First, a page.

Follow Me: Once we have shed the burden of unruly desires and urges and taken up our cross then we are able to follow Christ. This is Holy Week and Pascha. During Holy Week we remember the suffering of our Lord, his betrayal, crucifixion, and death. We too must go to through suffering and death, there is no way around it, but having imitated Christ in His obedience to the Father we cannot be held captive by death. We pass through death to new life: Pascha! Because Christ broke the power of sin and death we are not slaves to those evil forces and they cannot prevent us from having full, perfect, and everlasting joy. We are free!

“If anyone would come after me, let him deny himself take up his cross and follow me.” Through the ministrations of Great Lent the Church is trying to give us the strength and guidance we need to say “yes” to Christ’s invitation to come after Him. Ultimately the Church is trying to lead us to the joy of the everlasting Kingdom of Heaven but along the way we taste of that goodness and we share in that Kingdom which is prepared for those who are in Christ Jesus.


Walking Backwards to Paradise

We have now begun our Lenten journey. All the fasting advice one could possibly use has been given and it’s time to practice what we’ve learned. But it might be worth taking a moment to reflect on what is going on behind the mechanism of fasting. What, in other words, does fasting do?

On Saturday we baptized my youngest son. One of the prayers in the service asks that God will take the child from being a creature of the body and make him/her a creature of the spirit. The prayer is not suggesting that the spirit (or soul) is good and the body is bad. On the contrary, our bodies are God-given. The prayer is pointing out that there is a problem in the way our body and our spirit relate to each other. In essence the problem is this; we are the opposite of the way we are made to be. The soul is the primary faculty by which we experience God and communicate with Him and so is supposed to rule over the body and guide it in a way that is pleasing to God. However, our experience is that our bodies are often in charge instead. We act in ways that are intended to satisfy our physical desires – more sleep, more food, more sex, more sitting – and our soul remains neglected. In such a state it is not surprising that God often seems distant and hard to know; our knower isn’t working properly and we aren’t even trying to fix it. But how do you fix it? How do you awaken the soul, reestablish communication with God, and put your whole self back in good order? This is where fasting, and asceticism more generally, come in.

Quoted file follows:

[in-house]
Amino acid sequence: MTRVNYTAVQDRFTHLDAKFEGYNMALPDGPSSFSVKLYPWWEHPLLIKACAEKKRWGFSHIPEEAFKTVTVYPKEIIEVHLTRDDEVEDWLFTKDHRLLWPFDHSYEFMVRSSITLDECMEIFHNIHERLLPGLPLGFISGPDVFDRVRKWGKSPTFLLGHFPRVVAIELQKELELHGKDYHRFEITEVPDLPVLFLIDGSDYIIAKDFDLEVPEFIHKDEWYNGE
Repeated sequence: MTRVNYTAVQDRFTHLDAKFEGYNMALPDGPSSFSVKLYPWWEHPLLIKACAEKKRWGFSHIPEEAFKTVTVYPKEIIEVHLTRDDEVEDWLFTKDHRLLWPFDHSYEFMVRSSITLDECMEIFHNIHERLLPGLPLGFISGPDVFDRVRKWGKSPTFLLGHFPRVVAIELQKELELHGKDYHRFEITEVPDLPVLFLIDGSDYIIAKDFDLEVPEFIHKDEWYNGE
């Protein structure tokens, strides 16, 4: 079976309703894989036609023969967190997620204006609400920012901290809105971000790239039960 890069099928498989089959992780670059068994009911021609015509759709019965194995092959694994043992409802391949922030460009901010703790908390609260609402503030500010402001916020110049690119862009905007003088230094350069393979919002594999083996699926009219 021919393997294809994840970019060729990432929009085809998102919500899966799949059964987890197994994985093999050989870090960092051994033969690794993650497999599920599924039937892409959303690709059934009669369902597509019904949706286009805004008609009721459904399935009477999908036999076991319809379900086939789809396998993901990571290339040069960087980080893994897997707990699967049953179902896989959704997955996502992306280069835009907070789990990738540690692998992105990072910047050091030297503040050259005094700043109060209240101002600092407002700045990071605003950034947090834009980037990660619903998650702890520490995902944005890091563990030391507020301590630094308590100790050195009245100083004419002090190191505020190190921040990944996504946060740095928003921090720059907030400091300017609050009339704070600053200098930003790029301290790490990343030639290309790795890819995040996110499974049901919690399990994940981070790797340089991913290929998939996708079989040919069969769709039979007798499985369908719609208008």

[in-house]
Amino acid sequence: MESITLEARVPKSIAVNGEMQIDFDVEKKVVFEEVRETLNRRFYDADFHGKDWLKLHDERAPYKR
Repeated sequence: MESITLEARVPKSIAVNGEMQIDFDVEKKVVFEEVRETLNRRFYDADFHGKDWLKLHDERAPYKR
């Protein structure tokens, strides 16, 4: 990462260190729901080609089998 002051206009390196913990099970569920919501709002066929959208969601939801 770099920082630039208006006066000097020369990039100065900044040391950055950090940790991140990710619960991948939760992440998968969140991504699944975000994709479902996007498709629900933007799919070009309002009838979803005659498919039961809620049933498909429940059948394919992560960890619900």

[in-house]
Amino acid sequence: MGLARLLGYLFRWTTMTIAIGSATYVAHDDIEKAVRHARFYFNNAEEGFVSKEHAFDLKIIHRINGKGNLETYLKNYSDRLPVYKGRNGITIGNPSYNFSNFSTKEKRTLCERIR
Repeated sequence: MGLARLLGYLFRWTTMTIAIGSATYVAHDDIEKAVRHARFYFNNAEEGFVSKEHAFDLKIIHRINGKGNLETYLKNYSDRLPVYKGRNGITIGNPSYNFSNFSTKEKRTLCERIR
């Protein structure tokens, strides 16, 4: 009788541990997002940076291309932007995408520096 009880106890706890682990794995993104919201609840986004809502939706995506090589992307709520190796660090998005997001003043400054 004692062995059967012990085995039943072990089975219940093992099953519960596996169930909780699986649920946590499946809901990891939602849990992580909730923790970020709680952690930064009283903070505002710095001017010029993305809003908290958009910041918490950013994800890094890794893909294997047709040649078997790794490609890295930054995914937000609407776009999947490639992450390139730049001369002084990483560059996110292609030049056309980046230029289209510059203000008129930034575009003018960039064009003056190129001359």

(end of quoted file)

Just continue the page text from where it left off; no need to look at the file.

We cannot simply stop being the way we are. The soul cannot be compelled to rouse itself or the body to humble itself simply by will. We have become creatures of the body and so it is with our bodies that we will have to begin. When the Church gives us a fasting rule it is imposing on us a mode of life that recalls, at least in form, the way we were in Paradise before the fall. We are being asked to embrace an order that is God-given but none-the-less foreign to our fallen experience so that in the silence created by the body’s abdication of the throne of our life the soul can begin to hear again the still, small voice of God calling to it. In this way we learn to recognize the voice of the Master which is necessary if we are going to be sheep in His pasture. But what if there isn’t any silence? What if there’s just the noise of our body grousing about these unpleasant strictures? Even in this there is hope for the soul. By resisting order and clinging to disorder we expose it to the light and are better able to see ourselves how far we have fallen. This becomes an opportunity for increased humility and repentance. Either way, fasting becomes an instrument by which God helps us to repent and, hopefully, to restore in us the form He gave us in the beginning; inviting us again to the gates of Paradise which were shut against us so long ago, only to find them open and our Savior beckoning us to come and walk with Him in the cool of the day.